Companies have been working for years on new ways to recycle plastics, and they think they have a breakthrough concept: chemical, or “advanced,” recycling. If the technology is perfected, it has the potential to increase plastics recycling and decrease solid waste.
Naturally, environmental activist groups hate it.
In the Legislature this year, a popular, bipartisan bill to speed the development of advanced recycling in New Hampshire drew little opposition — except from some green activists.
Why? They prefer to abolish the production of single-use plastics. It’s a classic case of the perfect being the enemy of the good.
A General Accounting Office report last fall concluded that advanced recycling created tremendous new opportunities for:
Resource conservation. Chemical recycling can produce raw materials of virgin quality, thereby decreasing demand for fossil fuels and other natural resources.
Reduced landfill use. A significant amount of plastic waste ends up in landfills. New technologies could reduce the need for landfills, which may reduce the release of harmful chemicals into the environment.
New markets. Developing advanced recycling technologies could promote domestic business and employment. Chemical recycling creates a market for plastic waste and a new way to reuse some plastics.”
A New York recycling investment fund last year concluded that the technology had real promise for investors and as a recycling technology.
A McKinsey study out this week concluded that advanced recycling “could satisfy 4 to 8 percent of total polymer demand by 2030….”
Obviously, there are no guarantees. Some advanced recycling plants have struggled to make a profit and have closed within a few years of opening. It might never achieve its stated goals, as is true of any expensive new technology.
Among its obstacles are state regulations, which tend to classify such facilities as solid waste disposal operations.
Senate Bill 367 classifies advanced recycling facilities as manufacturing, subjecting them to laws and regulations that apply to manufacturers rather than to solid waste disposal centers.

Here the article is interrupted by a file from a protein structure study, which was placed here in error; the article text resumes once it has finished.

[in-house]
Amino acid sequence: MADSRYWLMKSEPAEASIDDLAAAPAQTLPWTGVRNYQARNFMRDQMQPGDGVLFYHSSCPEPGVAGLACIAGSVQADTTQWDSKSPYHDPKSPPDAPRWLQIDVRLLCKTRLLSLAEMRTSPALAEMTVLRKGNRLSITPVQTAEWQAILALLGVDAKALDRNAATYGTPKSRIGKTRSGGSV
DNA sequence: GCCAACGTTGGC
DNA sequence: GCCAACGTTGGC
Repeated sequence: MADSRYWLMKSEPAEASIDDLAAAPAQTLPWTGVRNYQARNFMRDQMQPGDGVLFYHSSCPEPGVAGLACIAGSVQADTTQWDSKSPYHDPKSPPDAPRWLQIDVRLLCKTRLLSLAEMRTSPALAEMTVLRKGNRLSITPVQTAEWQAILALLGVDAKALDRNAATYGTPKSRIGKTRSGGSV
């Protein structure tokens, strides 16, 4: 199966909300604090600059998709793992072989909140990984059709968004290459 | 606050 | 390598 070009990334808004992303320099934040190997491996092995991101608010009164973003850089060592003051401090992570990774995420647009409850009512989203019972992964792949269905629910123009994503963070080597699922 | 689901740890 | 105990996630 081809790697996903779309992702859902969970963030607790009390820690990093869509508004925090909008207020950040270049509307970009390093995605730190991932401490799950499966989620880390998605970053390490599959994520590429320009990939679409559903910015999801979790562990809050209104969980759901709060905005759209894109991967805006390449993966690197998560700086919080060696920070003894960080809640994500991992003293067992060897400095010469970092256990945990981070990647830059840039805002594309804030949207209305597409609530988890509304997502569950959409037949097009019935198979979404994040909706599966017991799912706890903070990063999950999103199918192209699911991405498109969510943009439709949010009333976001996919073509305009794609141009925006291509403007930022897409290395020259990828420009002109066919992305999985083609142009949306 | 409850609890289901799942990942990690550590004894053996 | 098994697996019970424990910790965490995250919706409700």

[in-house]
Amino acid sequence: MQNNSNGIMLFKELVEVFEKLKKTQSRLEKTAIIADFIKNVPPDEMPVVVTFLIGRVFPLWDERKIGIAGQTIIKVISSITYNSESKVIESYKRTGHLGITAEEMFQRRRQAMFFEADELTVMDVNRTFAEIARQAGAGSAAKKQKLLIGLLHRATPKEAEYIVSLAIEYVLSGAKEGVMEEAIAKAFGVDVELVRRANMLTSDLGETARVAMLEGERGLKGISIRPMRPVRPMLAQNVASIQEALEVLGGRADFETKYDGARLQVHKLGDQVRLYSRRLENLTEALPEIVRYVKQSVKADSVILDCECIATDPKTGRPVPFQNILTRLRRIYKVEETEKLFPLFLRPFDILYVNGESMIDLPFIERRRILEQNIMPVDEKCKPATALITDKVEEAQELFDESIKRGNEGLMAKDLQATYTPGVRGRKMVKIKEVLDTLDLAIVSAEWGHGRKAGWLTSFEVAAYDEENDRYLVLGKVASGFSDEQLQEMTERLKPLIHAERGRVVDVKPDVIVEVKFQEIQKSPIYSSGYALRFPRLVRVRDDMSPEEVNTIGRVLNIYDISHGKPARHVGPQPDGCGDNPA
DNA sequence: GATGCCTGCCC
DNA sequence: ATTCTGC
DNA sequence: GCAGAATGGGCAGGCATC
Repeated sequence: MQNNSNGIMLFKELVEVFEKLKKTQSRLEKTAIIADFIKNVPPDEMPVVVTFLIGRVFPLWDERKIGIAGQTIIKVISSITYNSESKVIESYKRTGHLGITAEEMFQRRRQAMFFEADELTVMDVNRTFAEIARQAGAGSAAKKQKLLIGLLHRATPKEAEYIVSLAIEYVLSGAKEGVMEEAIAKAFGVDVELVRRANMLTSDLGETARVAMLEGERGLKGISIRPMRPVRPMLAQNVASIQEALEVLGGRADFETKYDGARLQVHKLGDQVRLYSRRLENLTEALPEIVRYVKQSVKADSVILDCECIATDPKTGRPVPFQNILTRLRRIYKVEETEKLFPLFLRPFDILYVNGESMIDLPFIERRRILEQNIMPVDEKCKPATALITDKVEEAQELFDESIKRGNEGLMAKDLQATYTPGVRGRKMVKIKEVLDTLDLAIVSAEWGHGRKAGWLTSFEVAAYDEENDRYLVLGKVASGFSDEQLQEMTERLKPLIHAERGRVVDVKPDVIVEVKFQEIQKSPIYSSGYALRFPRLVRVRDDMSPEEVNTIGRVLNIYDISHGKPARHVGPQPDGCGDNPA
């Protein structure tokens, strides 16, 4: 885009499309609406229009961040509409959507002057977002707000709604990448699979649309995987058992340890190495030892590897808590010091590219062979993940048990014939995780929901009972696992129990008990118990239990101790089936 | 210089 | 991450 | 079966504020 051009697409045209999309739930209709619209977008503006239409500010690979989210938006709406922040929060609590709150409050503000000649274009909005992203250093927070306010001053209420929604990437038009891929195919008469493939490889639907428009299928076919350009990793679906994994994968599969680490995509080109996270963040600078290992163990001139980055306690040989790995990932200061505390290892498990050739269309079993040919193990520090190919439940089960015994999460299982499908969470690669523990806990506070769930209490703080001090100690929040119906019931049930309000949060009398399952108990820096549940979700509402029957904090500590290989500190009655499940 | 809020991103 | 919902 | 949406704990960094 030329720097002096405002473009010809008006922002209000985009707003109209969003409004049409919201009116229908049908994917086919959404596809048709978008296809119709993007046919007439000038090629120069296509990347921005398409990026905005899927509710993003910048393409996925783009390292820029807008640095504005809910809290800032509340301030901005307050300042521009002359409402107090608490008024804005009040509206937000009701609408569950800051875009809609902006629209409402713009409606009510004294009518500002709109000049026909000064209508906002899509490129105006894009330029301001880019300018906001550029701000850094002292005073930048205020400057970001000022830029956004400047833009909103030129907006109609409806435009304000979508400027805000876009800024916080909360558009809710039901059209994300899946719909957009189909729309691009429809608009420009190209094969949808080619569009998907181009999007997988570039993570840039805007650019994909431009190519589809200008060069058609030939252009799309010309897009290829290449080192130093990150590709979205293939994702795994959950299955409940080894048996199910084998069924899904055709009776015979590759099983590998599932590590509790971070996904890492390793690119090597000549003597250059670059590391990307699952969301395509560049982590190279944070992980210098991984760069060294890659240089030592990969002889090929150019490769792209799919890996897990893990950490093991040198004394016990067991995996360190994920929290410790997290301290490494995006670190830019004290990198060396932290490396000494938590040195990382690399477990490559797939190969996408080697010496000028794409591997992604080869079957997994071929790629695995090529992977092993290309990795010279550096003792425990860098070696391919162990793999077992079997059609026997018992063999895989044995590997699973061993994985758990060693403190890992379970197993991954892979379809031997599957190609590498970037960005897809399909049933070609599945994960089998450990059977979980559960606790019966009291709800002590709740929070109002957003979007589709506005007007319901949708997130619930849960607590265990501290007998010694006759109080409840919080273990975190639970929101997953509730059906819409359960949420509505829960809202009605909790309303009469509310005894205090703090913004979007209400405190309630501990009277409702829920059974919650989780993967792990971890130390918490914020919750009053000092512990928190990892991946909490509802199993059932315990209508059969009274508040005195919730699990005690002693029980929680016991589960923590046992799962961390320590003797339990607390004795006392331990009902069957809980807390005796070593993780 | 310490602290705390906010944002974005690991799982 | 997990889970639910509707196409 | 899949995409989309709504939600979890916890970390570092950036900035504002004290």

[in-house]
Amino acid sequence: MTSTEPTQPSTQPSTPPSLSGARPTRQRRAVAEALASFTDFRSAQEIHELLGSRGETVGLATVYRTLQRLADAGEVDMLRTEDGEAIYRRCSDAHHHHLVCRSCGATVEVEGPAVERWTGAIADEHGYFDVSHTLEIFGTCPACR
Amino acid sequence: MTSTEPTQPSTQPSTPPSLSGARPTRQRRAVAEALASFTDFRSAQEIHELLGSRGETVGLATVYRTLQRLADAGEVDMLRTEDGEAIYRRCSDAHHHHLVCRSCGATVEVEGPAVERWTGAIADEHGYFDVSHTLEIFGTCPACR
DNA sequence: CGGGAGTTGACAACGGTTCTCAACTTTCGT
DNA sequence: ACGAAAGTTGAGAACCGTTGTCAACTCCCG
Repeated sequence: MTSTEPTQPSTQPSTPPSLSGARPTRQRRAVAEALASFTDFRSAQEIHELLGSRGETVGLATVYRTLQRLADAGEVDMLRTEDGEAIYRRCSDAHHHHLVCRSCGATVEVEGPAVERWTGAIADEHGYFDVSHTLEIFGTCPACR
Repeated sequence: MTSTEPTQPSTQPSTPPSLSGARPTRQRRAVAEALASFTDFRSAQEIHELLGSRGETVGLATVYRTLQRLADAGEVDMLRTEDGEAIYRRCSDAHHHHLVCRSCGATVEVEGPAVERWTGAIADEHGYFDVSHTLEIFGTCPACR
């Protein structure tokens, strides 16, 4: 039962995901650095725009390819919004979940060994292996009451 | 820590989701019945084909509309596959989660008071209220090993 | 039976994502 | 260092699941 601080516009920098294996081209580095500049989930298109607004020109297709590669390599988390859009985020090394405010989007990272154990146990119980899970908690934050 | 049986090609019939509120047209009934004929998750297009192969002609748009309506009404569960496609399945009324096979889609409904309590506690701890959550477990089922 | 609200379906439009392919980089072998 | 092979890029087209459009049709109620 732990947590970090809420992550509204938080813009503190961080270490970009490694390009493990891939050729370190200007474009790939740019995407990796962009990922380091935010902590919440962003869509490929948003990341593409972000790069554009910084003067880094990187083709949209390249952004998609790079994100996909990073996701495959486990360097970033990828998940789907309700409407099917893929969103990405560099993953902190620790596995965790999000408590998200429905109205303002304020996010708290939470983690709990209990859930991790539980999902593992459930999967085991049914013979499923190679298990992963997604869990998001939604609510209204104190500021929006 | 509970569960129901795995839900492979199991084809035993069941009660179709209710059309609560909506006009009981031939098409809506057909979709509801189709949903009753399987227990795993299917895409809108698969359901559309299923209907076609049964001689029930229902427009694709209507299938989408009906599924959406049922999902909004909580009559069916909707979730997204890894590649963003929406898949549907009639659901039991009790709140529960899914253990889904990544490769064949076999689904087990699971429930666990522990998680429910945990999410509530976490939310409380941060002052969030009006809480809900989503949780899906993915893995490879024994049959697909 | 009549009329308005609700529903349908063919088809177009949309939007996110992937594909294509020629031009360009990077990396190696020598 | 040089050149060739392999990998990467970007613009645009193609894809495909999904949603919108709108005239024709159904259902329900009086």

The Department of Environmental Services supported the bill and testified in favor of it.
At the request of the department, the bill authorizes state inspectors to “enter and inspect any advanced recycling facility to ensure compliance with all applicable statutes and departmental rules relative to air, water, waste, and land use and take any enforcement actions necessary.”
The bill received a unanimous 4-0 “ought to pass” recommendation from the Senate Environment and Agriculture Committee and passed the Senate unanimously on a voice vote.
Sen. David Waters, a passionate environmentalist from Dover, co-sponsored the bill along with Sen. Kevin Avard, R-Nashua. Senate Minority Leader Donna Soucy, D-Manchester, also was a co-sponsor.
In the House, however, opposition appeared. The House Environment and Agriculture Committee split on the bill, voting 4-3 in favor. The House passed it by 70-vote margin, but still 128 members voted against it.
Some environmentalists worry that the new recycling process could cause unforeseen environmental problems. They don’t want it allowed until exhaustive testing and research can be done to guarantee safety.
But that would delay the development of a promising new recycling technology indefinitely, and possibly smother it in the cradle.
And that is exactly the point, for some activists. The Conservation Law Foundation opposed the bill, saying in a statement that it “disguises burning plastic as recycling and will spread toxic pollution into New Hampshire’s communities while keeping single-use plastic in production.”
The group’s stated goal is to end the production of single-use plastic. Making more of it recyclable is seen as an obstacle to achieving the end goal.
As with natural gas power generation, some activists are hoping to block an incremental improvement to speed the arrival of a hypothetically perfect outcome.
A GAO analysis of U.S. Environmental Protection Agency data from 2018 found that 75% of plastics wind up in landfills. Advanced recycling might have the potential to decrease that percentage substantially. But it can’t do that if environmentalists block it with a web of regulations.
Advanced recycling might not live up to its promise. But it definitely won’t if it’s never allowed to start.